Billy Corgan Calls Singing at Cubs Game ‘Stuff of Nightmares’
The Smashing Pumpkins frontman Billy Corgan recalled his performance during a Cubs playoff game, calling it “one of the worst moments of my life.”
Corgan, who was born and raised in Chicago, is a lifelong Cubs fan and has routinely been spotted at Wrigley Field. During a recent interview on the radio show Out of Order, he recalled his role in the team’s cursed 2003 playoff run.
“The day of game six, which was the famous [Steve] Bartman game where he reached over and kept Moises Alou from catching the ball,” Corgan recalled to host Stryker, “that morning the Cubs called me and said, ‘There probably won’t be a game seven, but will you come sing ‘Take Me Out to the Ball Game’ if there is?’”
Traditionally, the seventh-inning stretch rendition of “Take Me Out to the Ball Game” has been a source of pride for Cubs fans. For decades, beloved broadcaster Harry Caray would lead the stadium in the tune. Since Caray’s death in 1998, the Cubs have continued a tradition of have special guests deliver the song. Corgan knew that doing so during a playoff game would be an honor.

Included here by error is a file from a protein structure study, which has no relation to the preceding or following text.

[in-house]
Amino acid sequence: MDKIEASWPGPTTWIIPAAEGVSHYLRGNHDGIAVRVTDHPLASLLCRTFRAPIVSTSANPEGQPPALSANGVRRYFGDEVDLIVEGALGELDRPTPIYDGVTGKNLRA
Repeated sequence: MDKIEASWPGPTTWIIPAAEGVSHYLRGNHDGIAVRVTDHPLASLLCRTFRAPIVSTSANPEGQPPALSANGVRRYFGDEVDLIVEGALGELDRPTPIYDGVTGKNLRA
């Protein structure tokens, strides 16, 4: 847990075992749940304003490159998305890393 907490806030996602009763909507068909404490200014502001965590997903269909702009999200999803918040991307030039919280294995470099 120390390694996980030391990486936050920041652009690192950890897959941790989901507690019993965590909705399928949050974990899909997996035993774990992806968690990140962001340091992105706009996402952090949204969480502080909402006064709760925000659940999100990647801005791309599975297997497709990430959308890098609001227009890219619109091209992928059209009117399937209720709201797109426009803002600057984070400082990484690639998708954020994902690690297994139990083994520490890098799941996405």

“What an awesome opportunity,” he recalled thinking, adding that the promise of a luxury box for him and his friends to watch the game made the offer even sweeter.
Watch Billy Corgan Sing 'Take Me Out to the Ball Game' in 2003
But fate had other plans. After Bartman’s infamous interference in game six helped the Florida Marlins even the series, the Cubs would be forced into a decisive game seven. By the time Corgan was scheduled to perform, it was obvious Chicago would not be advancing.
“So of course by the time I got to the booth to sing the song, the Cubs were losing - it was like a funeral,” the rocker recalled. “It was a disaster. It was probably one of the worst moments of my life. Not just musically, of my life.”
Corgan went on to recall sitting by the play-by-play announcers, “watching the Cubs completely implode.” He described the scene as “the stuff of nightmares.” Moments later, he heard the words he was dreading: “Ladies and gentlemen, Billy Corgan!’”